CIFOR Balances Great Ape Conservation and Poverty Alleviation
March 2013: The Center for International Forestry Research (CIFOR) has released a report on great ape conservation and poverty alleviation. The report considers REDD+, tourism, human-wildlife conflict, and great ape biology.
The report considers great ape conservation in Asia and sub-Saharan Africa, drawing similarities with regards to high levels of rural poverty and common threats to great apes from land use change. The outcomes of the report are based on workshops held in Indonesia and Uganda on great ape conservation, community engagement and income generation.
Main conclusions from the report reveal that conservation can either increase or alleviate poverty depending on how it is implemented. Given the high risk of extinction for the six great ape species, the report urges priority to be given to national and international laws to protect great apes.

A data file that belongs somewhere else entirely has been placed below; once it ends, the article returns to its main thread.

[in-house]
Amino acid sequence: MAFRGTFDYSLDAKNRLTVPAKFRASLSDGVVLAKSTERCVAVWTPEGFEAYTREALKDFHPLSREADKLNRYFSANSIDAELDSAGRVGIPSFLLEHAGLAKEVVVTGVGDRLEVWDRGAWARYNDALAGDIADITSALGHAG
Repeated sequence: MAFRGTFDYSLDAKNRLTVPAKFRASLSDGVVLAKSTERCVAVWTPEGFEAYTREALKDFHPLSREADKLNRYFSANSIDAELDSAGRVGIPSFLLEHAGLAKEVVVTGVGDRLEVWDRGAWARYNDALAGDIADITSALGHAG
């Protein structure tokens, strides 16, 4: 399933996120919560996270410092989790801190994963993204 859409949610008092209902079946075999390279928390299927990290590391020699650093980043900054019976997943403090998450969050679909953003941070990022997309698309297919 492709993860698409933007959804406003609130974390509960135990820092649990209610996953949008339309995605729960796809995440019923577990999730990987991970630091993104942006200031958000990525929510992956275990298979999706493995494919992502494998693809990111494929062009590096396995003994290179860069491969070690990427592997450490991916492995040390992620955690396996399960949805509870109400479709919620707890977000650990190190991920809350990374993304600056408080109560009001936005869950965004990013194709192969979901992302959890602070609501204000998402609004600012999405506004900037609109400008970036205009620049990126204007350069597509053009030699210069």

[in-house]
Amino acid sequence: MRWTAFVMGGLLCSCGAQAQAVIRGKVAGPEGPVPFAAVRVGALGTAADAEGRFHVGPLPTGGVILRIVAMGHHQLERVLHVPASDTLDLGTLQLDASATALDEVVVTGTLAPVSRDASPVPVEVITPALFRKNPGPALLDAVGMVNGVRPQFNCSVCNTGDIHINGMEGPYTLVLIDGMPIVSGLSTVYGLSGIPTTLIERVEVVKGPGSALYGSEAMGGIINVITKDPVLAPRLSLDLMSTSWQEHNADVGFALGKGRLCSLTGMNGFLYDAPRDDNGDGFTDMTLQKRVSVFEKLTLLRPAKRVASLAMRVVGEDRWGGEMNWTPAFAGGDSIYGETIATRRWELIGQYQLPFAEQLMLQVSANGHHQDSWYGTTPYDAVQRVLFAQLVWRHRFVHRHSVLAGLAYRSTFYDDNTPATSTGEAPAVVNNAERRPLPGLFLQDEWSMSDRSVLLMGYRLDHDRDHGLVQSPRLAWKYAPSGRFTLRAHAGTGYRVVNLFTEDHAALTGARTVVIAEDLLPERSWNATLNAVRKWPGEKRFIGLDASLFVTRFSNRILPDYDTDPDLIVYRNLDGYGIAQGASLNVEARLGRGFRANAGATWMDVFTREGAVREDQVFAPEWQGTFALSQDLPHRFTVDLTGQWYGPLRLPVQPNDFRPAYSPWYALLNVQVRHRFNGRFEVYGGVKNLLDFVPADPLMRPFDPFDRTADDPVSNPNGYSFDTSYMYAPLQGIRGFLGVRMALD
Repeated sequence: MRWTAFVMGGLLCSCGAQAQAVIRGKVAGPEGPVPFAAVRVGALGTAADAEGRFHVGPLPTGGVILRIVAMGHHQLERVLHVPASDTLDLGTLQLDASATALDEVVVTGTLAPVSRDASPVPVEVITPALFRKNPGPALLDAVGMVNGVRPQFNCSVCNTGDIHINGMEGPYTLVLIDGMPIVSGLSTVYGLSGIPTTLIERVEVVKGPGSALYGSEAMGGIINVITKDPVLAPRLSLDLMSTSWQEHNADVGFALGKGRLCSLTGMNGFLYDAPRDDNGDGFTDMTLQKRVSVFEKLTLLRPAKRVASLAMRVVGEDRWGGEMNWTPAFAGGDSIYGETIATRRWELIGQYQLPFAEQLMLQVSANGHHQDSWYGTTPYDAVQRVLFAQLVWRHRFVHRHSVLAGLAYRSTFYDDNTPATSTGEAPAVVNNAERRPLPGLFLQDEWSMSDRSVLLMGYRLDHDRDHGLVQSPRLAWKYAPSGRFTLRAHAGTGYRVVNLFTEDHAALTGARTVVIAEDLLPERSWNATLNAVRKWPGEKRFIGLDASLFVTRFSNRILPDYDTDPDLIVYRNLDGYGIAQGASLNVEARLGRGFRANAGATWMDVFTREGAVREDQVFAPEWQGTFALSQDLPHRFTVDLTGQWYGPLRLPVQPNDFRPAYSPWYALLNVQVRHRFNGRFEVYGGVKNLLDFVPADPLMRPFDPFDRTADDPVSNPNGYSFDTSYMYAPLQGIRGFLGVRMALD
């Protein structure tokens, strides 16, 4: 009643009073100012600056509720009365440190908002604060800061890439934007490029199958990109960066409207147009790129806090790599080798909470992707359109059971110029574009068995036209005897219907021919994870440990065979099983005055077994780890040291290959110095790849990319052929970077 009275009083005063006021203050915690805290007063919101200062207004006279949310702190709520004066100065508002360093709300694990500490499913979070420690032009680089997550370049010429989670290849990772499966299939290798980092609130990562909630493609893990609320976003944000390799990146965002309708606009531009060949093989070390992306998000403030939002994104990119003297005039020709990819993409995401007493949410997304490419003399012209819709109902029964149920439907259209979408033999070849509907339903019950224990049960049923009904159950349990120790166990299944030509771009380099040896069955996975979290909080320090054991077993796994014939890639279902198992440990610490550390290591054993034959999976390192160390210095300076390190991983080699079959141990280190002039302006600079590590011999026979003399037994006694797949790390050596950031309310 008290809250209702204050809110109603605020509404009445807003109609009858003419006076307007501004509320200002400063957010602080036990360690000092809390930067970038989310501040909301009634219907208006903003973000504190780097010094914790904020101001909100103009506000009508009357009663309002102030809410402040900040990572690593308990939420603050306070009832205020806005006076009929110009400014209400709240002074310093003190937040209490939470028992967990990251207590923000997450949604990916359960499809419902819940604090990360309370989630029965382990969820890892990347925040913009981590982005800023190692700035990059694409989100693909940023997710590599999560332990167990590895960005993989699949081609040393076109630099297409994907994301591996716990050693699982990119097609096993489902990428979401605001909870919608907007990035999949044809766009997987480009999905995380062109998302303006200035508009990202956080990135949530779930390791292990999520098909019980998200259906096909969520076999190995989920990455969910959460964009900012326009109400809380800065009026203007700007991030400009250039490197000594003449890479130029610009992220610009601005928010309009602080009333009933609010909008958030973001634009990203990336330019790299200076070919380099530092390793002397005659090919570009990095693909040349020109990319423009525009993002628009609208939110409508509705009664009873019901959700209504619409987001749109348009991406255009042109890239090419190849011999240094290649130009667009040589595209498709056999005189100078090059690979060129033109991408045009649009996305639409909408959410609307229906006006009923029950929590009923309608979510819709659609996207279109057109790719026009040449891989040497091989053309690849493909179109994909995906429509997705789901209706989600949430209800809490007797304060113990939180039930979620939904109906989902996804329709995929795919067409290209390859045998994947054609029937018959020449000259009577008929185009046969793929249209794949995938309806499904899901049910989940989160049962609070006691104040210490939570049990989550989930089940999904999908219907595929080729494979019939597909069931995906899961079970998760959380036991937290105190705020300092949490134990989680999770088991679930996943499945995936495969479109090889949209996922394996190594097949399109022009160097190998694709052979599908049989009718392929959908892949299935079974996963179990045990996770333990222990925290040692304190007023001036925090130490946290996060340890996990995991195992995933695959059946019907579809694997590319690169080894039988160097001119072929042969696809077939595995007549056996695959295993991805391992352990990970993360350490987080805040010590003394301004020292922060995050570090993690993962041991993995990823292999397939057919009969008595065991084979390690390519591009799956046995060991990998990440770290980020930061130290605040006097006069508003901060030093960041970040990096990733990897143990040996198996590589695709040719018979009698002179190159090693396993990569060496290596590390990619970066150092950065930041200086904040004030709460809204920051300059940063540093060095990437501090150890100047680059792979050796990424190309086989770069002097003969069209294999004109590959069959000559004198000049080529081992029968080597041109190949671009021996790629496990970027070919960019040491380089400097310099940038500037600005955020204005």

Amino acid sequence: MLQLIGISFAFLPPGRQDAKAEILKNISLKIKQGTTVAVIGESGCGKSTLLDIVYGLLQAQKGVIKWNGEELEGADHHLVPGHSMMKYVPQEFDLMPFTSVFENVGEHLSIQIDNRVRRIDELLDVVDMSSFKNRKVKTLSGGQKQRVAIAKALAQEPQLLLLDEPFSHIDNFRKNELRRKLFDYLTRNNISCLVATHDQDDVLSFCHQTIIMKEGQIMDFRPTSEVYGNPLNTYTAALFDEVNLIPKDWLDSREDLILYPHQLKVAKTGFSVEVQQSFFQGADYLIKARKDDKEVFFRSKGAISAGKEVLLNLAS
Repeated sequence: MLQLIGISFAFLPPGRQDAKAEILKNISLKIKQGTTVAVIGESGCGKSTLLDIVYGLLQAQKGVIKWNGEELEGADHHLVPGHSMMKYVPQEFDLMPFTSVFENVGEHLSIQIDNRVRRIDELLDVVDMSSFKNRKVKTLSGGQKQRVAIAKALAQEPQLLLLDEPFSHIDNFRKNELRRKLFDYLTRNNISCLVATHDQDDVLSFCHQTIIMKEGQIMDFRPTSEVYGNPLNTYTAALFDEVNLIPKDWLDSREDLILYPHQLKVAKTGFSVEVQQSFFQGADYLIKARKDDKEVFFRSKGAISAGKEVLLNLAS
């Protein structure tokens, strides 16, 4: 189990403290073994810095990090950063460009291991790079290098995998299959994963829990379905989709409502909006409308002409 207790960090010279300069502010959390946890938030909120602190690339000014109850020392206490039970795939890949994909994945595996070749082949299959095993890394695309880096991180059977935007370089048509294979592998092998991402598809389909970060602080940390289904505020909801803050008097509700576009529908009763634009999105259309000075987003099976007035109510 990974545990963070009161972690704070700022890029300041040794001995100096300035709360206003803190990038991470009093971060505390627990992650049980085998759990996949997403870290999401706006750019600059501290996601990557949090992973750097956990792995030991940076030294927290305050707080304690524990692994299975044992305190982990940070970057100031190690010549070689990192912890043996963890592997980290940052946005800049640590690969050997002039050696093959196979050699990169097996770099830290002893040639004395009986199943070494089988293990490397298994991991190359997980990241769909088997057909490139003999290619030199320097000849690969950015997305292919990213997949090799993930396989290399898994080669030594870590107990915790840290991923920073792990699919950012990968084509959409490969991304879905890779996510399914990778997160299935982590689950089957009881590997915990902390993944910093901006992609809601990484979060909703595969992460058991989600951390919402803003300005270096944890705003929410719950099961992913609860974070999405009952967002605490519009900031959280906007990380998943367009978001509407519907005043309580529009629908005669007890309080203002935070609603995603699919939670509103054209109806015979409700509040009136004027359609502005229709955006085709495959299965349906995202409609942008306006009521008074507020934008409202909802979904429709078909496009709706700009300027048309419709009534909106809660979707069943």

The report further explores the potential co-benefits for great apes from REDD+ and suggests the development of associated REDD+ safeguards, multi-stakeholder engagement in REDD+ and attention to REDD+ programmes that extend across national borders.
Other options for benefits for great ape conservation are associated with tourism, as long as tourism benefits are equitably shared. The report notes, however, that tourism may increase human-wildlife conflict. CIFOR is a member of the Consultative Group on International Agricultural Research (CGIAR). [Publication: Linking Great Ape Conservation and Poverty Alleviation Sharing Experiences from Africa and Asia – Info Brief No. 60]